London: Scientists have discovered the most energetic light ever detected in the universe from the centre of a supernova known as “Crab pulsar” which is situated 6,500 light years away from Earth.
The Crab pulsar is the corpse left over when the star that created the Crab nebula exploded as a supernova.
It has a mass of 1.5 times the mass of the Sun, concentrated in about a 10 km diameter object, rotating 30 times per second.
It is surrounded by a region of intense magnetic field 10 thousand billion times stronger than that of the Sun.
The pulses were found by researchers working with the Major Atmospheric Gamma-ray Imaging Cherenkov (Magic) observatory in the Canary Islands, Spain.
"We performed deep observation of the Crab pulsar with MAGIC to understand this phenomenon, expecting to measure the maximum energy of the pulsating photons,” said Emma de Ona Wilhelmi from the Institute of Space Sciences (IEEC-CSIC) in Barcelona, Spain.
The new observations extend this tail to much higher, above trillion electron volt (TeV) energies, that is several times more energetic than the previous measurement,” added Roberta Zanin from ICCUB-IEEC, Barcelona.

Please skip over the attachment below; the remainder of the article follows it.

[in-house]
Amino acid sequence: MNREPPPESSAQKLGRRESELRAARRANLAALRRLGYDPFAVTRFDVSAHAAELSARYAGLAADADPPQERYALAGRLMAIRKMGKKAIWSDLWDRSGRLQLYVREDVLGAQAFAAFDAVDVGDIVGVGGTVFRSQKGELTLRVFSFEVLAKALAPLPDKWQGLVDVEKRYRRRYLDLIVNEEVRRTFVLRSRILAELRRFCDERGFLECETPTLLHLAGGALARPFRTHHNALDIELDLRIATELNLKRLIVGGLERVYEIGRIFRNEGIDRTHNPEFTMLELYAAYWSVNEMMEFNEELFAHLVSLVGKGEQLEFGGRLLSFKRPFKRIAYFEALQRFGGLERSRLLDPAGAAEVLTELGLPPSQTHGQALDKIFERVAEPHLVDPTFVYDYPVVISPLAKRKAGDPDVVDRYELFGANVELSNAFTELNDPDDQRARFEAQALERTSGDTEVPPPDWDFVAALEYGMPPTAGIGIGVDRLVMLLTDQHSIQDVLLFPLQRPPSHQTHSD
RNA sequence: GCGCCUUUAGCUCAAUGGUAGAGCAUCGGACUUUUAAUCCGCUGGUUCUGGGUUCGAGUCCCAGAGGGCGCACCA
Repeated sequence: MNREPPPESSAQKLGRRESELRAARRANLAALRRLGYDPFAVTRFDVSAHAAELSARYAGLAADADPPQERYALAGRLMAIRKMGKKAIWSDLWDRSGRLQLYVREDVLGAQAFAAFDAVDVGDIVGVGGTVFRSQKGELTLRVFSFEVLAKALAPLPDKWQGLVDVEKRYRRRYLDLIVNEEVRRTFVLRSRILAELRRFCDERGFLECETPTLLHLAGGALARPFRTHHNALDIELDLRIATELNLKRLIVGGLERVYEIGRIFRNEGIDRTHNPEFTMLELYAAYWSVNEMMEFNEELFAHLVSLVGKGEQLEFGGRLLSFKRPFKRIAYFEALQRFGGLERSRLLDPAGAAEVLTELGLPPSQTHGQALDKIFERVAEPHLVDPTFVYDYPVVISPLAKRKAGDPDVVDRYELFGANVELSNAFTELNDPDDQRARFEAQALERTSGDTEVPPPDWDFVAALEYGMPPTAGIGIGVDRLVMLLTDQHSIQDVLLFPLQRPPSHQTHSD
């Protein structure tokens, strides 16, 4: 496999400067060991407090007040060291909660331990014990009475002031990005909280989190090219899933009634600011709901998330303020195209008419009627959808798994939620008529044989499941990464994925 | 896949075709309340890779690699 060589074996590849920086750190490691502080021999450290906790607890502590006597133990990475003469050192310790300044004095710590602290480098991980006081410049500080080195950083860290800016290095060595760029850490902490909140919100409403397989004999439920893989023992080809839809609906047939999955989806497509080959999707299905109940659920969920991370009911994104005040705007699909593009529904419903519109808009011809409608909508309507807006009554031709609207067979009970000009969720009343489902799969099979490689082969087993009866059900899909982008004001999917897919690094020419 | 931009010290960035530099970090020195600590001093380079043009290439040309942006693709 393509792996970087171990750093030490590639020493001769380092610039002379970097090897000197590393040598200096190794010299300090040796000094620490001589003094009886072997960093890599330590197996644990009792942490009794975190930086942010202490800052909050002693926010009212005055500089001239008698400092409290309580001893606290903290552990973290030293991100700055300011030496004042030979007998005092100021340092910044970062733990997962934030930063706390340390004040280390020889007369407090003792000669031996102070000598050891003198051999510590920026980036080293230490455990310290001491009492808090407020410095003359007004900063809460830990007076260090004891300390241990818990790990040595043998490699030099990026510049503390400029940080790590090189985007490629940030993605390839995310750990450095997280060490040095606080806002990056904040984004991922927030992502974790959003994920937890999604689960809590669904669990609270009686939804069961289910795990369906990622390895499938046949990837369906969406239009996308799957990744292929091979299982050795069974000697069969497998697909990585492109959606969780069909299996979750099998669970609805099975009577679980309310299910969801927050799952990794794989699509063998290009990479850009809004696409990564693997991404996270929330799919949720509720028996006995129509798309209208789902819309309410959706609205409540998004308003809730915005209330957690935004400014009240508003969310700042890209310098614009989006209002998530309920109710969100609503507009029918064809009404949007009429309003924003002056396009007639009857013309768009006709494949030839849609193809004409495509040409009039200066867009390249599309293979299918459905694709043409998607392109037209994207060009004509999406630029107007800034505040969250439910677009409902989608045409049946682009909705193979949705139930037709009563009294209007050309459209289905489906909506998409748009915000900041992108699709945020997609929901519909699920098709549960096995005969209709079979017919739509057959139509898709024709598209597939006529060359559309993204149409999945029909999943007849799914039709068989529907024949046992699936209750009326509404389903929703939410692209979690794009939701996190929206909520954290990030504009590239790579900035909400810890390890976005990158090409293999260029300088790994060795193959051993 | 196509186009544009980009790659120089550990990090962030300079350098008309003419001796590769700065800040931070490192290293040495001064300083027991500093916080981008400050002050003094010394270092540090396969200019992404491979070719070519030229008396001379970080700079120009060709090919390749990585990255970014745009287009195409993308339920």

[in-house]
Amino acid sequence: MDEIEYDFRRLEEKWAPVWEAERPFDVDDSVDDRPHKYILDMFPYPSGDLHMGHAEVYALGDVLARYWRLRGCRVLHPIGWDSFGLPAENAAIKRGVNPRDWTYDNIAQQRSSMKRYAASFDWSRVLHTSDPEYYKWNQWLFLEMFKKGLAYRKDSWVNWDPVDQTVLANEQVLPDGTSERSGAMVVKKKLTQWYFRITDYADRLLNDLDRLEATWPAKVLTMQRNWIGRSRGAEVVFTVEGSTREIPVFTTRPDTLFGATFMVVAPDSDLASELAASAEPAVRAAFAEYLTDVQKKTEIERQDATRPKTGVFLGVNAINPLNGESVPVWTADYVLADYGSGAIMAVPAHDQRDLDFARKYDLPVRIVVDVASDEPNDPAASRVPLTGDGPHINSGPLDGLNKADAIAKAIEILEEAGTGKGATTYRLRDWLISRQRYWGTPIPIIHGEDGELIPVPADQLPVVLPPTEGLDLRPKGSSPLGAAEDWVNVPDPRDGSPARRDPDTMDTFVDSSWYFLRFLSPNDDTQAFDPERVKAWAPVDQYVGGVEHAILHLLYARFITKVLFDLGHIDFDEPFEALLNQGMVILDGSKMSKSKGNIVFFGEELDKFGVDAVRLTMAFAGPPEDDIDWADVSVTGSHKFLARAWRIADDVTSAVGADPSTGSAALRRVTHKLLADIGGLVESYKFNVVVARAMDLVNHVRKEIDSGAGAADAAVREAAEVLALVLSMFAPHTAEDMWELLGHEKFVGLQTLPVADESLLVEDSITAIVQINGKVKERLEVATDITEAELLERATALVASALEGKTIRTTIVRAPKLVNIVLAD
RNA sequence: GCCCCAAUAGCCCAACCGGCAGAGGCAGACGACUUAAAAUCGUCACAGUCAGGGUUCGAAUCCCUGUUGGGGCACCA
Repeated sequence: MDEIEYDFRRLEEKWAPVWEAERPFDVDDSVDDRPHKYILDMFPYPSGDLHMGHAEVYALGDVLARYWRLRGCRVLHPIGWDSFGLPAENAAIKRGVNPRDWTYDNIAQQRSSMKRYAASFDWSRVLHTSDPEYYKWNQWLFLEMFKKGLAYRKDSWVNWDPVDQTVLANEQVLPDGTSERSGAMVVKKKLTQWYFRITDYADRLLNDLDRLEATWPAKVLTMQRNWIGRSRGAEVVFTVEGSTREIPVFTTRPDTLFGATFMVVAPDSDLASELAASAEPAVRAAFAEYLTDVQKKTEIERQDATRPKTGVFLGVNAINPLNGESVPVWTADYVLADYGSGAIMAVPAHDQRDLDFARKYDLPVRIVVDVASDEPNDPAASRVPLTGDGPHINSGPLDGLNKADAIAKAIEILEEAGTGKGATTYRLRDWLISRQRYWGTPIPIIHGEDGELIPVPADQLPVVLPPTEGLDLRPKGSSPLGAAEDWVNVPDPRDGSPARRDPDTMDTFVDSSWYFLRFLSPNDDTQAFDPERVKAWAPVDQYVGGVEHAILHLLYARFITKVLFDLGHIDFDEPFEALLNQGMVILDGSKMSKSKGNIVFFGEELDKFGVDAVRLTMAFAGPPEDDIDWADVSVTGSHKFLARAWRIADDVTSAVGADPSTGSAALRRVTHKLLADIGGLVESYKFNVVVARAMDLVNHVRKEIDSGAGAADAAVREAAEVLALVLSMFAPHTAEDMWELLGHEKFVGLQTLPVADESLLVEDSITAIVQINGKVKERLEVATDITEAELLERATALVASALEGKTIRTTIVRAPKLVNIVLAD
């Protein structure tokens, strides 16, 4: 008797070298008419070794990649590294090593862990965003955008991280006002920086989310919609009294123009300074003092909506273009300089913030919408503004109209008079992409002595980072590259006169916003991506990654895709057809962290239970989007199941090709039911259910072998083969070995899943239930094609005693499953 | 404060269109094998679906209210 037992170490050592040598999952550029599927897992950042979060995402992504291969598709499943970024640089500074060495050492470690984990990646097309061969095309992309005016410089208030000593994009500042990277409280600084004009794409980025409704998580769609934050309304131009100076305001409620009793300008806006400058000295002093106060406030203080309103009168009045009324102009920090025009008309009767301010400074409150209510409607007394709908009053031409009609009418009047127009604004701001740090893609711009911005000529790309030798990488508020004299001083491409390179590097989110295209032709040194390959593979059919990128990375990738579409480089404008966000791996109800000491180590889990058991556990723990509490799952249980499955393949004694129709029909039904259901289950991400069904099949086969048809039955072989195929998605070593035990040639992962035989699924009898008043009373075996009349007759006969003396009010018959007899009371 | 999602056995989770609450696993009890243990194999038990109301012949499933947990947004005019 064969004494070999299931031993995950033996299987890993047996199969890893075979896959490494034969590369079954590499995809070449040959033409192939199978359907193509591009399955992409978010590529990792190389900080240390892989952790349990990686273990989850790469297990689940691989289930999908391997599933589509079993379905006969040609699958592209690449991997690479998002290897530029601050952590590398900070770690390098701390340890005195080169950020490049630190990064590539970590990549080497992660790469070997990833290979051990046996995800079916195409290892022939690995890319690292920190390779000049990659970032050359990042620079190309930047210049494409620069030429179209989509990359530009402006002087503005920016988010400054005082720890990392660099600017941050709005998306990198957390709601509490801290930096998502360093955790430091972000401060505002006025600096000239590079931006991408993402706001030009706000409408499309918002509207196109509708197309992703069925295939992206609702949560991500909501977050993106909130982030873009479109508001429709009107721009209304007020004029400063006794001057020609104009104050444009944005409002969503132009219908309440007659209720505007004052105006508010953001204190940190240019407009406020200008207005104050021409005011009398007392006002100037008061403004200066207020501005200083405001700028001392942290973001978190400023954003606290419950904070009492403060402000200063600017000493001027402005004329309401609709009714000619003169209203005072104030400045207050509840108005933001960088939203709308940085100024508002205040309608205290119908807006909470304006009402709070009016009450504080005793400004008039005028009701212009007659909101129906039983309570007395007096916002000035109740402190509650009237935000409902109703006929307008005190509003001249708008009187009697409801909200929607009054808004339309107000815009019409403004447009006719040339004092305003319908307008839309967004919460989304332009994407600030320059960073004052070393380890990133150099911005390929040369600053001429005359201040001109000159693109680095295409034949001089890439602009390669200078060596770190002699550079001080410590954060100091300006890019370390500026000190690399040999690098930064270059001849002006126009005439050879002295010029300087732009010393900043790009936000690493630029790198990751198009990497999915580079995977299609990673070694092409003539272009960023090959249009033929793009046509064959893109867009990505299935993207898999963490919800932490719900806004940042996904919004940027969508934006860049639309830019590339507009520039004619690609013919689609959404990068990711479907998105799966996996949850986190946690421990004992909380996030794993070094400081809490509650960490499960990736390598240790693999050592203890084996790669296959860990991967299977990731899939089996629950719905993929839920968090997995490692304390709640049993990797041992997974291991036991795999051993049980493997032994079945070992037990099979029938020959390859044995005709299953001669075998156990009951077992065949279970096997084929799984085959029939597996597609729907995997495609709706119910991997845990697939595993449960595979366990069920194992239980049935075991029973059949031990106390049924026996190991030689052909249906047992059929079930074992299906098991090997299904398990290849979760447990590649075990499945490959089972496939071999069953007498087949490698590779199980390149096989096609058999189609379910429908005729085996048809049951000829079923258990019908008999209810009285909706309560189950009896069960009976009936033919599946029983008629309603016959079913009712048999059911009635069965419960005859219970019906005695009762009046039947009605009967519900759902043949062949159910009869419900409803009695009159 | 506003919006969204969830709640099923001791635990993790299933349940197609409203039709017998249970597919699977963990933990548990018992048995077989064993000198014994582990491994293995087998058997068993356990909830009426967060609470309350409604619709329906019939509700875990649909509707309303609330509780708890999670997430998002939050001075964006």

The “Crab pulsar”, created in a supernova explosion that occurred in 1054 A.D., is located at the centre of a magnetised nebula visible in the Taurus constellation.
The Crab is the most powerful pulsar in our galaxy and it is one of only a few pulsars detected across all wavelengths, from radio up to gamma rays.
In its rotating magnetic field , electrons and positrons are accelerated up to relativistic energies and emit radiation that arrives to our telescopes in the form of pulses every 33 millisecond, each time the neutron star rotates and meets our telescopic sight.
Before the MAGIC measurement, this radiation was believed to stop abruptly when the photons reach a energy few billion times larger than visible light.
The new discovery challenges current theories about how neutron stars operate, the authors noted in a paper that appeared in the journal Astronomy & Astrophysics.